[Wikimedia-l] crazy deletionists!

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Re: [Wikimedia-l] crazy deletionists!

Marc-Andre
On 03/07/2012 7:49 PM, David Gerard wrote:
> We could call it "Wikinews".

Arguably, that was the intent behind that project in the first place.

That said, the news article format (as opposed to living prose) is
demonstrably not what the readers want - they already voted with their
browsers there.  And shuffling off to a different project (as opposed to
another namespace on the same project) has logistical problems that are
hard to overcome - and you want to be sharing infrastructure, rules,
editors, et al.

-- Coren / Marc


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Re: [Wikimedia-l] crazy deletionists!

Thomas Morton
In reply to this post by David Gerard-2
On 4 July 2012 00:49, David Gerard <[hidden email]> wrote:

> On 4 July 2012 00:48, Marc A. Pelletier <[hidden email]> wrote:
>
> > There's nothing that prevents a subject from having an article in both
> > namespaces.  One can be seen as the complement of the other; mainspace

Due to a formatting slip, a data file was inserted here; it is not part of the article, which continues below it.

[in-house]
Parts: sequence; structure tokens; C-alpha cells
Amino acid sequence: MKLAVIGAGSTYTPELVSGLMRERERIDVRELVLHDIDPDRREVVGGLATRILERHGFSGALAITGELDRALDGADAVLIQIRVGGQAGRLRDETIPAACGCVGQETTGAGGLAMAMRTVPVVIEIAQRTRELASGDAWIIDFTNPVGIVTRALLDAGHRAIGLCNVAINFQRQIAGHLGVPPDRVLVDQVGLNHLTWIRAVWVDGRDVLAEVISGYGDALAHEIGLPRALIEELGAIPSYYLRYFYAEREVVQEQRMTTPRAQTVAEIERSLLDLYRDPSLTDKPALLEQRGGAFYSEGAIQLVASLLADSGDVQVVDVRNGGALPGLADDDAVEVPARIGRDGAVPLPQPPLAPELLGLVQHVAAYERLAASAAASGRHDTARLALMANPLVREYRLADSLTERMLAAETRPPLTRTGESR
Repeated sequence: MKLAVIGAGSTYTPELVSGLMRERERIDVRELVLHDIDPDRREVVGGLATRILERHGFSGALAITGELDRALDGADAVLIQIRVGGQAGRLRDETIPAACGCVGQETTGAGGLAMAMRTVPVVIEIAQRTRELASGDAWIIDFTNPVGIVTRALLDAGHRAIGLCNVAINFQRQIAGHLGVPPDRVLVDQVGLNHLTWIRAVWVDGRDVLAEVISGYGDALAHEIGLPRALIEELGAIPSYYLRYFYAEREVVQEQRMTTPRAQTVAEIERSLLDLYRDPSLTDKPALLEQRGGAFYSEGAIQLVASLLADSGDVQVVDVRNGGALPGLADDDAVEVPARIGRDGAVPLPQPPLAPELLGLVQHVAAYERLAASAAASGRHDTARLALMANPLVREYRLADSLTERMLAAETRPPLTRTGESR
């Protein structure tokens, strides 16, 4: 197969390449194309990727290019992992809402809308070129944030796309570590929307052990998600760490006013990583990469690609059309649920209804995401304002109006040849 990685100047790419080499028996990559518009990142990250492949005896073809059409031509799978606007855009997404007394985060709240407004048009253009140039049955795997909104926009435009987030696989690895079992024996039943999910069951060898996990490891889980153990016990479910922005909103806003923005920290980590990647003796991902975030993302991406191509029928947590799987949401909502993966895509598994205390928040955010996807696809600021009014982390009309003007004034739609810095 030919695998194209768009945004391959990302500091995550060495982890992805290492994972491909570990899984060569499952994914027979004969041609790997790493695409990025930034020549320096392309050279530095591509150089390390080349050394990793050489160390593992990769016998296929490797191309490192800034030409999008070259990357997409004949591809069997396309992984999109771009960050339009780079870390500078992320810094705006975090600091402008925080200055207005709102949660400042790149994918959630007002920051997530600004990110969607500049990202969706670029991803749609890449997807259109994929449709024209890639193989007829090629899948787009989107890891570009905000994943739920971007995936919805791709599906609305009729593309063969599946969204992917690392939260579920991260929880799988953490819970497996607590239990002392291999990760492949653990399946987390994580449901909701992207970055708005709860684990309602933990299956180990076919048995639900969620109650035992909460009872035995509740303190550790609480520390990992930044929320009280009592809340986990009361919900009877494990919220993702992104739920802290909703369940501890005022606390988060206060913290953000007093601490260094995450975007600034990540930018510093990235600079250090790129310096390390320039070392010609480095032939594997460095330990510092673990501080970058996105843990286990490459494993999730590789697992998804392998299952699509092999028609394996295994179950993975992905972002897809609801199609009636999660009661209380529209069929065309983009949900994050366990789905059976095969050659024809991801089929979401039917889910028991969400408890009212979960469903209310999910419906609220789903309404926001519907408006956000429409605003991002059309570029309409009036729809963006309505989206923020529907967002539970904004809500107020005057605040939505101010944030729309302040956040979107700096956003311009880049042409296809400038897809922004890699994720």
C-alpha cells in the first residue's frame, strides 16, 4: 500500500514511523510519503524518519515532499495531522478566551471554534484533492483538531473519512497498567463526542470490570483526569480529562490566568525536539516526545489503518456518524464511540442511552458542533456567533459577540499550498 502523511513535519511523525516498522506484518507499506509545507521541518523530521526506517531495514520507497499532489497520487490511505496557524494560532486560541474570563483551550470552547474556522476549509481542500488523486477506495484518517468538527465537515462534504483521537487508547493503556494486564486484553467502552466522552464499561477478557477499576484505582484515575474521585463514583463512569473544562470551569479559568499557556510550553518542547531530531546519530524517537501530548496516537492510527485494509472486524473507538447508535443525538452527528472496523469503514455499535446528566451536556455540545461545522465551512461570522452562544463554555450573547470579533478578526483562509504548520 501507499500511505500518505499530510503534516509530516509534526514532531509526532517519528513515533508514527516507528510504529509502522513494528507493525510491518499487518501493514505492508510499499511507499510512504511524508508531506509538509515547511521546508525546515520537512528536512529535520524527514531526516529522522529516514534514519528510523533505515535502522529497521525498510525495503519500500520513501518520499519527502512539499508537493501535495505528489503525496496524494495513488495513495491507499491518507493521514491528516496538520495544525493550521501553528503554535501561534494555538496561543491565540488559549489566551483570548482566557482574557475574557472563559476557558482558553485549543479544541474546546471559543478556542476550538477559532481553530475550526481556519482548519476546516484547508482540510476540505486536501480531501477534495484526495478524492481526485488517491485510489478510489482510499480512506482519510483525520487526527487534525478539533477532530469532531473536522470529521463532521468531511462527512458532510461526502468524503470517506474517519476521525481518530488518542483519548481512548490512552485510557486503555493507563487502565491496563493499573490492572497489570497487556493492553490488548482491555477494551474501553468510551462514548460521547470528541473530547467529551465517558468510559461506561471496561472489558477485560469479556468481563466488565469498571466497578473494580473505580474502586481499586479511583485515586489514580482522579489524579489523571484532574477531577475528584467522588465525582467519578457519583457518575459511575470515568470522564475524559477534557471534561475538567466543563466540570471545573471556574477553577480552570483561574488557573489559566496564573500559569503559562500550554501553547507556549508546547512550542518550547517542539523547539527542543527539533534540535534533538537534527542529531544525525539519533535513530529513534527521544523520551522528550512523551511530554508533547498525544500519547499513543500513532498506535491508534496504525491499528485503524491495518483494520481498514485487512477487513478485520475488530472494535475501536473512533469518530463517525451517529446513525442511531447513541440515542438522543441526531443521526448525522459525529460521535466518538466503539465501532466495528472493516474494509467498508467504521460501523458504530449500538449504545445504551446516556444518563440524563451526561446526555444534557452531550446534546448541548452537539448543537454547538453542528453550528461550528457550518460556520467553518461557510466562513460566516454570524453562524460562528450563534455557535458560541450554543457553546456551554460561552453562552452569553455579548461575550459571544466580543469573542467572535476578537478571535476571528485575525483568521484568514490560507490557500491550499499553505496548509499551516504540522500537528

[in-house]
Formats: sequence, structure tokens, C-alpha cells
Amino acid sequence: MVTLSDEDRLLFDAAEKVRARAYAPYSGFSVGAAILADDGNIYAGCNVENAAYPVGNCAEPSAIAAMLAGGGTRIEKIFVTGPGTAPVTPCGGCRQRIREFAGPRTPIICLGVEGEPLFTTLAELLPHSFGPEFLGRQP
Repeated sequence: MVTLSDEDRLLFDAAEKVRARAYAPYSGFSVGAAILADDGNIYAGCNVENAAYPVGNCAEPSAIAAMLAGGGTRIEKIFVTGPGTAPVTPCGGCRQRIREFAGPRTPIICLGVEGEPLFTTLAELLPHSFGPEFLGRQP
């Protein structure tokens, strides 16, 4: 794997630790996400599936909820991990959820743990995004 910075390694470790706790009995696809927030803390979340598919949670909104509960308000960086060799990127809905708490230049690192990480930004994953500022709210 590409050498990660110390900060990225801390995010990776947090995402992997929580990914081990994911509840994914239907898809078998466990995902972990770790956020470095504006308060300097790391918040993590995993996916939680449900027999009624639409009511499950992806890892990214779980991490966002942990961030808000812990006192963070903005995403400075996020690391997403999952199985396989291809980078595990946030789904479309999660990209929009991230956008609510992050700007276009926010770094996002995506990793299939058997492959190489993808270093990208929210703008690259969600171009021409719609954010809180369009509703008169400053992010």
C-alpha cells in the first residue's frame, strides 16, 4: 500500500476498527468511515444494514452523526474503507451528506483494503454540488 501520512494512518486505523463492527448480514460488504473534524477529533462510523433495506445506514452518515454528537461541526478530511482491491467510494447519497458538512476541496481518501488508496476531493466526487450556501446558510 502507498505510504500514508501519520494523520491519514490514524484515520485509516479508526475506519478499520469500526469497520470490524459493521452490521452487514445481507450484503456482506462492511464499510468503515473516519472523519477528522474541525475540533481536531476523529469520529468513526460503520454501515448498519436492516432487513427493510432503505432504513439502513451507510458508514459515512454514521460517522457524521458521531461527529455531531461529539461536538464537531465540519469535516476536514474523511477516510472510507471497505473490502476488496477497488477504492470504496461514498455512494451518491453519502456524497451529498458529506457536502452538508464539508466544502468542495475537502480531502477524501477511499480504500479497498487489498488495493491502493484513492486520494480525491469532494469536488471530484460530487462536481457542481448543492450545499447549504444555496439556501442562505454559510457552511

> would
> > become more encyclopedic and there would be a neat space where the more
> > recent coverage can be found for further information.
>
>
> We could call it "Wikinews".
>
>
>
God-dammit, that's my line.

;)

Tom
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Re: [Wikimedia-l] crazy deletionists!

Andreas Kolbe-2
In reply to this post by David Gerard-2
On Wed, Jul 4, 2012 at 12:49 AM, David Gerard <[hidden email]> wrote:

> On 4 July 2012 00:48, Marc A. Pelletier <[hidden email]> wrote:
>
> > There's nothing that prevents a subject from having an article in both
> > namespaces.  One can be seen as the complement of the other; mainspace
> would
> > become more encyclopedic and there would be a neat space where the more